Possession Numbers – This is important and simple: teams that attempt more shots than their opponents tend to do well. Shots on goal used to be the go-to stat to support this idea. However, considering all shot attempts allows for a larger sample size and acts as a good proxy for possession. Thus, Corsi and Fenwick were born in the mid-aughts. Corsi measures all shot attempts while Fenwick measures all shot attempts. Appropriately, the NHL renamed the two stats shot attempts and unblocked shot attempts when launching its new enhanced stats page (it’s generally good for stat’s names to describe what the stat measures – it lends credibility). Regardless of what you call these stats, they can be expressed in a variety of ways. They can be expressed as a raw number (ex: the Canucks out-attempted the Sabres 80-50 tonight), a percentage (ex: the Sabres attempt a league low 37 percent of shots), for an individual player (ex: the Bruins take more than 60 percent of shot attempts when Patrice Bergeron is one the ice) or as a relative number (Corsi Rel measures a player’s value by subtracting the team’s Corsi when he’s off the ice from the team’s corsi when he’s on the ice).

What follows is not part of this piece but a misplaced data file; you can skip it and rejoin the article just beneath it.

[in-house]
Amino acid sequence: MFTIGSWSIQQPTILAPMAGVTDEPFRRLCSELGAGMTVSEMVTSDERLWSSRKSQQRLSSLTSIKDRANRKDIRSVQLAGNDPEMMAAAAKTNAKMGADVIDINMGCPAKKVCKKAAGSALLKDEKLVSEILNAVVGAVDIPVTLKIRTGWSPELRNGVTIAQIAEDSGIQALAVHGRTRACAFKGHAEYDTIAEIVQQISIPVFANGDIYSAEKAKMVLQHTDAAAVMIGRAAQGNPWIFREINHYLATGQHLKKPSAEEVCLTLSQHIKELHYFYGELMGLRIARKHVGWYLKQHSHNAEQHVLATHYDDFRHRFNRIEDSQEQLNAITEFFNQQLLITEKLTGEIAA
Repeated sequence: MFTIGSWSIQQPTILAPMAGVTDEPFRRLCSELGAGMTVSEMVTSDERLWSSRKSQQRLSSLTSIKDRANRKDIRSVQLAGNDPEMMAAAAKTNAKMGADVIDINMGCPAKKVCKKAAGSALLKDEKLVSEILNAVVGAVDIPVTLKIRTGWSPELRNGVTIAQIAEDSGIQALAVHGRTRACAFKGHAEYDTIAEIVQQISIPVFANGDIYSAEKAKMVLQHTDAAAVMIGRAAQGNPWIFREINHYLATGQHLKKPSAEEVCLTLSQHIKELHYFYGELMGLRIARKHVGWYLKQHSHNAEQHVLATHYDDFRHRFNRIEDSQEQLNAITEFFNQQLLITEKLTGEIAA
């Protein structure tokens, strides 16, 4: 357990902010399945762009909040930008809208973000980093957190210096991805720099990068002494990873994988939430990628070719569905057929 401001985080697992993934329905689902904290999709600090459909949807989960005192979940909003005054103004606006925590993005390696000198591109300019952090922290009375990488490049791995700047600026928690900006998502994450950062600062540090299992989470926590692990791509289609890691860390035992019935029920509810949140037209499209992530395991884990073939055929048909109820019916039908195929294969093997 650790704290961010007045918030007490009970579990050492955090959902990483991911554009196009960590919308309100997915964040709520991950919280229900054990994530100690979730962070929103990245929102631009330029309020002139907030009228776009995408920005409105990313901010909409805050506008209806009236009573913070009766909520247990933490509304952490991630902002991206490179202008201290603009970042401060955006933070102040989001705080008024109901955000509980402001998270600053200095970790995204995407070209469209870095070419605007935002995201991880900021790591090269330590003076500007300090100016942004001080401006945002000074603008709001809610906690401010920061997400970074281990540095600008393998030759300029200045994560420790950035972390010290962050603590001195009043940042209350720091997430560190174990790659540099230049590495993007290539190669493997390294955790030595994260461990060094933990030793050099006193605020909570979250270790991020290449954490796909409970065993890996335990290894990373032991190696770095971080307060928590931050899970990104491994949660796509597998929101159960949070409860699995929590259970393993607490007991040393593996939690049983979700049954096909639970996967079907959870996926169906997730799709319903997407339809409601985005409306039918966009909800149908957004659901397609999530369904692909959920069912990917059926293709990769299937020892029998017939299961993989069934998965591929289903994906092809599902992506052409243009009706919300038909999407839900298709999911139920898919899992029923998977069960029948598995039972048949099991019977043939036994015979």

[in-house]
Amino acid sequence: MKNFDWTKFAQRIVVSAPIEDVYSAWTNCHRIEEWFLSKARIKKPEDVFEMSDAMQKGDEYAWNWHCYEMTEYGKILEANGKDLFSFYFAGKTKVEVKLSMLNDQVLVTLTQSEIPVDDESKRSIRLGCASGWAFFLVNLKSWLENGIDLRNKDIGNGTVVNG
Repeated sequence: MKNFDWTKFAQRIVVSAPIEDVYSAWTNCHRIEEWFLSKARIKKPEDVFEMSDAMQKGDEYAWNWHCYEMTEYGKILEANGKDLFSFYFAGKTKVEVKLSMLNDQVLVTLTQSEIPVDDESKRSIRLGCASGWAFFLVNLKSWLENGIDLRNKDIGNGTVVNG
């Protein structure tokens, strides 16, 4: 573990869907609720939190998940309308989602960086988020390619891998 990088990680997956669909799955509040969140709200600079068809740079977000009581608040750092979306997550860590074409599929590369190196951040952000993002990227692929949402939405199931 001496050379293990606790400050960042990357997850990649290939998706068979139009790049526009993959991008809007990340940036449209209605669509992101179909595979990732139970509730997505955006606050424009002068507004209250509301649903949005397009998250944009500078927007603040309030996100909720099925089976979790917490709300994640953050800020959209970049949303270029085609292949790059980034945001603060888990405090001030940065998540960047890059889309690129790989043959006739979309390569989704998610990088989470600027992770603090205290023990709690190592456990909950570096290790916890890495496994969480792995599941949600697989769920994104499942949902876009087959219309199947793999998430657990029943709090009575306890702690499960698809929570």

Additionally, it’s important to keep the game situation in mind when considering possession numbers.
Strength and Score Effects – Power plays and blowouts can skew possession numbers. Obviously teams on power play will dominate possession while teams on penalty kills will struggle. But it’s less obvious and less widely-known that teams with two-goal deficits tend to dominate possession. This happens for a few reasons; losing teams get desperate and start throwing everything at the net while winning teams tend to sit on their lead. Therefore, it’s important to use close-game, even-strength possession numbers. Goaltending and special teams can be evaluated separately.